A State Senator has claimed that he will “do whatever it takes” to speed a proposed new Sacramento Kings arena through environmental reviews.
But those same benefits aren't extended to the businesses that make California work, according to Assemblywoman Kristen Olsen (R-Modesto).
“Here's what is so sad and hypocritical about the California Legislature,” Olsen said. “If you are poor, if you are just an average businessman, good luck. You're not going to have a single thing waived for you.”
But for wealthy sports arena developers the “red carpet is rolled out,” Olsen said.
The roughly $450 million arena, planned for Sacramento's Downtown Plaza, is vying with a proposal to move the team to a new, Seattle arena. The NBA's decision on whether to keep the team in Sacramento or move it to Seattle could hinge on which arena can be completed soonest.
State Sen. President Pro Tem Darrell Steinberg (D-Sacramento) traveled to New York last month in support of the Sacramento bid, meeting with the NBA Board of Governors to assure them that California's often-onerous environmental laws would be smoothed for the proposed Sacramento arena.
“We were able to explain very clearly that Sacramento and California (are) prepared to do whatever it takes to avoid any unnecessary delay,” Steinberg told reporters in New York, according to the Sacramento Bee.
Last year, Steinberg backed a bill which existed only to fast-track legal challenges to a proposed downtown Los Angeles football stadium. The bill was drafted by prospective stadium builders Anschutz Entertainment Group.
A companion bill, also approved last year, offers similar expediting to some large projects which meet certain conditions, with the Governor's approval. To be eligible, projects must cost more than $100 million, meet green construction requirements, and fall in to a pre-approved developments category – sports arenas are one.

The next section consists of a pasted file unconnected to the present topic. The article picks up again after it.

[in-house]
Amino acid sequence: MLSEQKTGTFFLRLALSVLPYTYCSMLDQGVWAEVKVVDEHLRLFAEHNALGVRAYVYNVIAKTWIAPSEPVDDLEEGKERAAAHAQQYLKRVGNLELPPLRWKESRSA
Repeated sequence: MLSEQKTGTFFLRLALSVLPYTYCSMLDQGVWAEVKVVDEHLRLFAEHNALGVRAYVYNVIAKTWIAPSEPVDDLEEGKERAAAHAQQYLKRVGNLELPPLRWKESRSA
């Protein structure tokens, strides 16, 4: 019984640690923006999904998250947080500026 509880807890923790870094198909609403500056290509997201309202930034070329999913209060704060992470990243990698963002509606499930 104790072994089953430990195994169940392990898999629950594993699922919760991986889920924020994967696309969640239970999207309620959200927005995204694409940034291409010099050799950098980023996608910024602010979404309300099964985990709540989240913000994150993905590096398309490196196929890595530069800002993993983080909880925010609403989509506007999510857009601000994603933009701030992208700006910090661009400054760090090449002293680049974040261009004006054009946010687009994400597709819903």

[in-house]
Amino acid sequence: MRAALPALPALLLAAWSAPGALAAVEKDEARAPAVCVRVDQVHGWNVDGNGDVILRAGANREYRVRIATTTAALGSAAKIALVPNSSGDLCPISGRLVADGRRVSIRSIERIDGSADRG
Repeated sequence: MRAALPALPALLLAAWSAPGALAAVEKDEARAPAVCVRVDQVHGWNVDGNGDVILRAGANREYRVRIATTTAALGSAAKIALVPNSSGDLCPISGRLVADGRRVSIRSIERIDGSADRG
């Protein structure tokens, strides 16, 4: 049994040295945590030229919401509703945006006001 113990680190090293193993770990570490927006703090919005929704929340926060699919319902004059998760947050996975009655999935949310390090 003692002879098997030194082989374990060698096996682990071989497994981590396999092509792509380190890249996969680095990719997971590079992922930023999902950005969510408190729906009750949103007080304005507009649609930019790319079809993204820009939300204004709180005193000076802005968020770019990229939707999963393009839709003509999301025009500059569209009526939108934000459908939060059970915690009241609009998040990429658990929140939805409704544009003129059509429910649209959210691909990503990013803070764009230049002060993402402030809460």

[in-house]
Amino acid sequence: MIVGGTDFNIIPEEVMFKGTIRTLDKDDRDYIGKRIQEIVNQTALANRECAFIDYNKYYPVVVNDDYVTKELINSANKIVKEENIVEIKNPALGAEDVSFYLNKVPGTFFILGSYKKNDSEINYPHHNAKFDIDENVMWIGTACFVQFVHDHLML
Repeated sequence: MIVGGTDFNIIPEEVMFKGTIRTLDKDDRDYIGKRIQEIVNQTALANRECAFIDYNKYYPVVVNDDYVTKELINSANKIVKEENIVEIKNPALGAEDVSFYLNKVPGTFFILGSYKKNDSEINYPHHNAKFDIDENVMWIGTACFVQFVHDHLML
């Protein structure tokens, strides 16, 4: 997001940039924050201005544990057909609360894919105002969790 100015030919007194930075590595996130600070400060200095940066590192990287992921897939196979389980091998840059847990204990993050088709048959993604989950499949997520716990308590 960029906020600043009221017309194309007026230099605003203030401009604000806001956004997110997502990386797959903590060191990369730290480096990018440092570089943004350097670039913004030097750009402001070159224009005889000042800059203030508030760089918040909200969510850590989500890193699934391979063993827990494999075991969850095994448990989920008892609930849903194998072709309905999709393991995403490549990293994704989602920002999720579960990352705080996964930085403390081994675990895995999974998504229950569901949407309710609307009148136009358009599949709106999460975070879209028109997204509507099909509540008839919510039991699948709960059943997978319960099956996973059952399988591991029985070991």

It remains unclear if the new Kings arena will qualify for the expediting, as a court ruling earlier this month struck down part of that law. Steinberg has indicated the Sacramento arena would still qualify.
But Olsen said that even if a new bill is required to ensure the Sacramento Kings arena can quickly clear environmental review, that bill will likely pass.
“This is a legislature that professes to care about the average Californian,” Olsen said. “But the only people we are willing to reform regulatory processes for are the wealthy and the powerful. That is a tremendous demonstration of hypocrisy in my mind.”
At the same time, the state legislature seems to “lack political will” to enact a comprehensive California Environmental Quality Act reform, despite Gov. Jerry Brown (D) backing such a measure.
That comes as many major industrial developments are leaving Stanislaus County due to onerous regulations; Post Foods will close a Modesto facility later this year, Modesto's New United Motor Manufacturing Inc. plant closed in 2010, and the Hilmar Cheese Company is now focusing growth on a Dalhart, Texas facility.
According to Olsen, all of those decisions came due to a “unpredictable and excessive regulatory climate.”
“We have to do something to start to unlock that oppressive regulatory climate that is killing jobs in our state,” Olsen said.